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Transferring Analog Audio To Digital Formats Or Devices

Digital audio has been a blessing. It’s hard to beat the convenience of compact and easily transportable digital players, storage media which will never break, warp or scratch, and the elimination of the telltale noise, hiss and pops that analog recordings deliver over time.

Some audiophiles who are still devoted to analog insist that digital recordings sound overprocessed and stiff, and that analog recordings faithfully reproduce music as it was originally recorded and meant to be heard, without being edited and compressed to death.

That debate is destined to last as long as “PC vs. Mac” and neither choice is absolutely right or wrong.

There’s one major problem, however. Modern home theater and A/V systems are based on digital technology. Unless you stick with your ancient turntable, receiver/amplifier and television, you have two choices. You can either throw out all of your old records and tapes, or you’ll have to deal with the dilemma of transferring your older analog audio to digital formats.

Analog vs. digital creates one other issue. What if you have an older device like a cassette player or analog turntable and want to use it with your modern home theater?
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The process of transferring analog audio to digital devices isn’t difficult. All you need is the right audio cables or adapters.

Here’s a look at how you do the audio transfer between devices, followed by a summary of how to transfer analog audio to digital formats.


Transferring Analog Audio to Digital Devices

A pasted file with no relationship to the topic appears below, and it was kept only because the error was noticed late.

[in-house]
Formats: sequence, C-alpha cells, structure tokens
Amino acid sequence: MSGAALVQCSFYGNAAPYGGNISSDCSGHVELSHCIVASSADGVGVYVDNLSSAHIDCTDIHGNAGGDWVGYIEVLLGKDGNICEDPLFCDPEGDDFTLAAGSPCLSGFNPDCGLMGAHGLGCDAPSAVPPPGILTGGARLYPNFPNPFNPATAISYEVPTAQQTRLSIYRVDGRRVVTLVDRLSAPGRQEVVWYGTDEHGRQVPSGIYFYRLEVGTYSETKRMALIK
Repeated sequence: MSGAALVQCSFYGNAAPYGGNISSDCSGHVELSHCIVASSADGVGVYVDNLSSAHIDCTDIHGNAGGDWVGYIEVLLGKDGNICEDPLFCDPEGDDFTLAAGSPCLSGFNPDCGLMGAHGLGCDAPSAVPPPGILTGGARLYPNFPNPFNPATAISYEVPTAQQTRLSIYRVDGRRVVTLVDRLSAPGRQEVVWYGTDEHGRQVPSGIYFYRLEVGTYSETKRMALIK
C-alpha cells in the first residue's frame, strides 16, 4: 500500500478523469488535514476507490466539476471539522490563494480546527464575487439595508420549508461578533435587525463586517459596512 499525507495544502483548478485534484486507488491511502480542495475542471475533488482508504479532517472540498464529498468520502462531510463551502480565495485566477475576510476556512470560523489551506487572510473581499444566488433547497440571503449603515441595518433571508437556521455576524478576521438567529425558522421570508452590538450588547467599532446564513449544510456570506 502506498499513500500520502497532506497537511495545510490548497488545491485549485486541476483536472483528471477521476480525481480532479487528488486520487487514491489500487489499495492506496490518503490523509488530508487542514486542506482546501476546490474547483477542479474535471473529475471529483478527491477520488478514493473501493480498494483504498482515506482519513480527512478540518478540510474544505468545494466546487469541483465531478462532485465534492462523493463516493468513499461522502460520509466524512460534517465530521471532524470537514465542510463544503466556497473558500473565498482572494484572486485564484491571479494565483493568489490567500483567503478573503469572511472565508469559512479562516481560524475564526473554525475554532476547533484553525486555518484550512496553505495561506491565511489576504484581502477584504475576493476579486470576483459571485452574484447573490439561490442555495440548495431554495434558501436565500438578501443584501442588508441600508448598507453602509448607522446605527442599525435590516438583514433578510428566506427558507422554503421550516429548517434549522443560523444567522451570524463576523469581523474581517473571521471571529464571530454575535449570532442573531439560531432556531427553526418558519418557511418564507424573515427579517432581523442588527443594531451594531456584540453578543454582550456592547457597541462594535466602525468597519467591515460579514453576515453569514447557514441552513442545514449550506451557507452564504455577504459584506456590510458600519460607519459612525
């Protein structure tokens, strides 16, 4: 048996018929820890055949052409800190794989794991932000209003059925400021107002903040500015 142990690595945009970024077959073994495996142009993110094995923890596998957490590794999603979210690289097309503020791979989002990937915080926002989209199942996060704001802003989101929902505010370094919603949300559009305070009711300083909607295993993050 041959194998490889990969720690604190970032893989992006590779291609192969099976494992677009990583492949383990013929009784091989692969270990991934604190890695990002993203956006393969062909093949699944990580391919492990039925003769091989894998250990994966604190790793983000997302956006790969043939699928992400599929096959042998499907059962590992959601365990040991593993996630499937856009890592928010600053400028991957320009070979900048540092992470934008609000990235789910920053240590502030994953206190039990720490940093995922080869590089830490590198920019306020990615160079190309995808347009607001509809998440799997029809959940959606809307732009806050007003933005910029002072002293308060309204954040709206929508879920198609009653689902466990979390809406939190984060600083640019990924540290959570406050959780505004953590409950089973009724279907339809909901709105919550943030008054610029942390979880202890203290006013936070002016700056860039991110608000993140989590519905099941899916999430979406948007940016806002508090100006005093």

We’ll start with one disclaimer; we’re only discussing audio in this Learning Center article. If you need to transfer analog video as well, you’ll need a separate cable or adapter. The easiest solutions are either a single male/male RCA cable to plug into analog “video in” and “video out” jacks, or an HDMI adapter if your devices have VGA or DVI outputs. Both VGA-to-HDMI adapters and DVI-to-HDMI adapters are available at Cmple.
hdmi-to-vga-rl-stereo-audio-converterLet’s talk audio. Almost all heritage devices have what are called RCA output jacks (occasionally referred to as phono jacks) on the back. They’re the circular metal terminals that protrude from the chassis, with a single hole in the middle. The jacks should be labeled “audio out”; in most cases one will be red and the other will be white (or yellow) so left and right audio channels can be easily distinguished. (Make sure don’t use the identical jacks labeled “audio in.” You’ll be using audio cables that have matching red and white RCA plugs at one end.
rca-male-to-male-gold-stereo-audio-cable-25-feetThe tougher question is what connectors should be on the other end of the cable. If you’re lucky, there will be analog jacks on your digital device; in that case, a simple RCA male-to-male stereo audio cable is all you need. Two warnings, though. Some devices have a set of jacks that look very much like RCA audio inputs, but are really the green, blue and red connectors for component video signals which can’t be used to transfer audio. And some very old cables with RCA plugs were made with speaker wires; don’t use an ancient RCA cable you find buried in the attic, unless you’re sure it’s shielded line level cable and not speaker wire.